One thing I think the film got heinously wrong was actually Fanny's uncle, Sir Thomas. He was made out to be an entirely unsympathetic character really, when in reality he is merely a bit stern and scary to a timid young child. The sending away of Fanny to Portsmouth apparently as a punishment for refusing to marry Crawford was very much not the case, even if he hoped she might see things a little more clearly as a result of it. And the thing with the slave trade really really got on my nerves too. It also seemed exceedingly sad to me that Fanny's faithful brother William was entirely written out, even if Susan got a larger role than she might have had otherwise.
On the whole it all seemed very much the worse for being hurried through. We miss most of the things which make Fanny who she is, and make her so certain that Crawford is not someone she could love. Her briefly accepting Crawford's marriage proposals is entirely an invention which grated on me, as no obvious reason was given for her changing her mind again so suddenly, which is very out of character. Bits of dialogue from the book are scattered about the place, seemingly at random. Usually from the right mouths, but in entirely the wrong places. The scene towards the end with Mary Crawford speaking out in front of the entire family was originally a private conversation between her and Edmund, and made very much more sense in that context. The whole theme of good principles and the lack of them and the difference education and situation can make is entirely lost it seems.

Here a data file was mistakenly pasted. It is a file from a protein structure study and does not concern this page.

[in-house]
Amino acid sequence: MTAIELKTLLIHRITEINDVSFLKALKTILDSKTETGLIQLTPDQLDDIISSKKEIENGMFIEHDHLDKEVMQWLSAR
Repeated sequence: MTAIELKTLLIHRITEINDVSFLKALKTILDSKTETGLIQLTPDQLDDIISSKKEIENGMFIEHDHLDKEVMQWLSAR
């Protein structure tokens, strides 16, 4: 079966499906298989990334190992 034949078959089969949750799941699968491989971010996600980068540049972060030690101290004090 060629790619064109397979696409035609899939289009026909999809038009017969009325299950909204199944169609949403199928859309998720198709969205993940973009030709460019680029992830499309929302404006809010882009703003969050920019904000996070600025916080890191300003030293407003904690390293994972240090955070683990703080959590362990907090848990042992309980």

I don't know if it would be a bad film, to someone not familiar with the book. I certainly thought it moderately well acted in places. I was glad to read the book again though. Fanny is not the most lively of characters but it's still a sweet story. I never seem to tire of re-reading Austen, and though this is not what I'd consider one of her best it's much more than the film could ever be.